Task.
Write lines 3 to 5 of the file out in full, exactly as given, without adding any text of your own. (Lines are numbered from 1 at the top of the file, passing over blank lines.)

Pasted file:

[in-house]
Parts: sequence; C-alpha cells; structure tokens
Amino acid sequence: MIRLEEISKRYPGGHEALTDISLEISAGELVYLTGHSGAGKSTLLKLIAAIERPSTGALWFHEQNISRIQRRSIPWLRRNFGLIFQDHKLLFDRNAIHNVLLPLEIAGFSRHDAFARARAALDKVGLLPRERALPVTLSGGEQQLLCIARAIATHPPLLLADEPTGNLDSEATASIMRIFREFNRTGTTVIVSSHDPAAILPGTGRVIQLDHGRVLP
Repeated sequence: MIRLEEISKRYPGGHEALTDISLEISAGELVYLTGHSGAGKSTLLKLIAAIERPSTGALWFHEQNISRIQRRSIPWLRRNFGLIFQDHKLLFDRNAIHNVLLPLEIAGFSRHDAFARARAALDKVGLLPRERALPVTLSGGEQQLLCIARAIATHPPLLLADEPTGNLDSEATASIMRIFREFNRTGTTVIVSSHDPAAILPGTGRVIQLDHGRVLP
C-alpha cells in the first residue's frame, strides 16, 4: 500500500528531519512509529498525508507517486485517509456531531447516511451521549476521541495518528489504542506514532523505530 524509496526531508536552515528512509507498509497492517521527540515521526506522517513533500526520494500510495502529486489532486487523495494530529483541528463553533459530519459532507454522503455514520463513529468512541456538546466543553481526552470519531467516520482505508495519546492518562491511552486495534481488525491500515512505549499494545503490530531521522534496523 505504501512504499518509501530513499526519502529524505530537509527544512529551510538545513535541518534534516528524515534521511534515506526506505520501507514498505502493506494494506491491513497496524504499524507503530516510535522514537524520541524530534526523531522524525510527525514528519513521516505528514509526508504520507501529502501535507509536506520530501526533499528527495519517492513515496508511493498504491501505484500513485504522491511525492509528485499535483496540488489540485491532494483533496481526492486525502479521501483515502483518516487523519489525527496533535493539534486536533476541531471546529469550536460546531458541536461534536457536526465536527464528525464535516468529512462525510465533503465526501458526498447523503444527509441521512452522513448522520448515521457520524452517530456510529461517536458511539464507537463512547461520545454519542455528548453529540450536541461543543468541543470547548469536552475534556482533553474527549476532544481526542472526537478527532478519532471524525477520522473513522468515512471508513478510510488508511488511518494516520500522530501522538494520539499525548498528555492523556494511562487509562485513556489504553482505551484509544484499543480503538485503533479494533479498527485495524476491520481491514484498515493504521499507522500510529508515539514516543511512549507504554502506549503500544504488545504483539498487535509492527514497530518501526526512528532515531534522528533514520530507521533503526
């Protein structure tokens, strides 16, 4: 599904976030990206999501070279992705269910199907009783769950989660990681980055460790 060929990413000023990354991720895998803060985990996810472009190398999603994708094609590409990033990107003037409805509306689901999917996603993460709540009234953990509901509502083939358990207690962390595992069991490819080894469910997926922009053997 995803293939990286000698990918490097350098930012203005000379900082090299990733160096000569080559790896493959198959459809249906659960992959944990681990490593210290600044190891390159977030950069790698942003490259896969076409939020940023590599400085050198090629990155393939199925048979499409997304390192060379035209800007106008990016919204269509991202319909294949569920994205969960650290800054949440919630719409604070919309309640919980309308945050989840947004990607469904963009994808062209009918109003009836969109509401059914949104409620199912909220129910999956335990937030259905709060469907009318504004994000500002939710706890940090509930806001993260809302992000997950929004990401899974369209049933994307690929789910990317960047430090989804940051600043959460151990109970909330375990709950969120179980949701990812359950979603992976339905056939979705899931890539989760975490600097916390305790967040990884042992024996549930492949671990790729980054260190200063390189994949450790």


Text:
Amino acid sequence: MIRLEEISKRYPGGHEALTDISLEISAGELVYLTGHSGAGKSTLLKLIAAIERPSTGALWFHEQNISRIQRRSIPWLRRNFGLIFQDHKLLFDRNAIHNVLLPLEIAGFSRHDAFARARAALDKVGLLPRERALPVTLSGGEQQLLCIARAIATHPPLLLADEPTGNLDSEATASIMRIFREFNRTGTTVIVSSHDPAAILPGTGRVIQLDHGRVLP
Repeated sequence: MIRLEEISKRYPGGHEALTDISLEISAGELVYLTGHSGAGKSTLLKLIAAIERPSTGALWFHEQNISRIQRRSIPWLRRNFGLIFQDHKLLFDRNAIHNVLLPLEIAGFSRHDAFARARAALDKVGLLPRERALPVTLSGGEQQLLCIARAIATHPPLLLADEPTGNLDSEATASIMRIFREFNRTGTTVIVSSHDPAAILPGTGRVIQLDHGRVLP
C-alpha cells in the first residue's frame, strides 16, 4: 500500500528531519512509529498525508507517486485517509456531531447516511451521549476521541495518528489504542506514532523505530 524509496526531508536552515528512509507498509497492517521527540515521526506522517513533500526520494500510495502529486489532486487523495494530529483541528463553533459530519459532507454522503455514520463513529468512541456538546466543553481526552470519531467516520482505508495519546492518562491511552486495534481488525491500515512505549499494545503490530531521522534496523 505504501512504499518509501530513499526519502529524505530537509527544512529551510538545513535541518534534516528524515534521511534515506526506505520501507514498505502493506494494506491491513497496524504499524507503530516510535522514537524520541524530534526523531522524525510527525514528519513521516505528514509526508504520507501529502501535507509536506520530501526533499528527495519517492513515496508511493498504491501505484500513485504522491511525492509528485499535483496540488489540485491532494483533496481526492486525502479521501483515502483518516487523519489525527496533535493539534486536533476541531471546529469550536460546531458541536461534536457536526465536527464528525464535516468529512462525510465533503465526501458526498447523503444527509441521512452522513448522520448515521457520524452517530456510529461517536458511539464507537463512547461520545454519542455528548453529540450536541461543543468541543470547548469536552475534556482533553474527549476532544481526542472526537478527532478519532471524525477520522473513522468515512471508513478510510488508511488511518494516520500522530501522538494520539499525548498528555492523556494511562487509562485513556489504553482505551484509544484499543480503538485503533479494533479498527485495524476491520481491514484498515493504521499507522500510529508515539514516543511512549507504554502506549503500544504488545504483539498487535509492527514497530518501526526512528532515531534522528533514520530507521533503526